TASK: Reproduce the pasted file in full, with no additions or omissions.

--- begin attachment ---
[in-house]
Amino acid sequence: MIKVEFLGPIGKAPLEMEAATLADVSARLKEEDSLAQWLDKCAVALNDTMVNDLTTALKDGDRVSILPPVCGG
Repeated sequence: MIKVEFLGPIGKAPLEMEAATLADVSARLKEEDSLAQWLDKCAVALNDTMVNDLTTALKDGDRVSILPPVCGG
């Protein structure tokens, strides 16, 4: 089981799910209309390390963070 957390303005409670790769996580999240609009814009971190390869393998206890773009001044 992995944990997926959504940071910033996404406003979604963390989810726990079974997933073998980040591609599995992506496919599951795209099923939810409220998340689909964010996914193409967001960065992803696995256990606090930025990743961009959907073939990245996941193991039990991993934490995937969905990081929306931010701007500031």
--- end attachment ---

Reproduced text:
[in-house]
Amino acid sequence: MIKVEFLGPIGKAPLEMEAATLADVSARLKEEDSLAQWLDKCAVALNDTMVNDLTTALKDGDRVSILPPVCGG
Repeated sequence: MIKVEFLGPIGKAPLEMEAATLADVSARLKEEDSLAQWLDKCAVALNDTMVNDLTTALKDGDRVSILPPVCGG
């Protein structure tokens, strides 16, 4: 089981799910209309390390963070 957390303005409670790769996580999240609009814009971190390869393998206890773009001044 992995944990997926959504940071910033996404406003979604963390989810726990079974997933073998980040591609599995992506496919599951795209099923939810409220998340689909964010996914193409967001960065992803696995256990606090930025990743961009959907073939990245996941193991039990991993934490995937969905990081929306931010701007500031």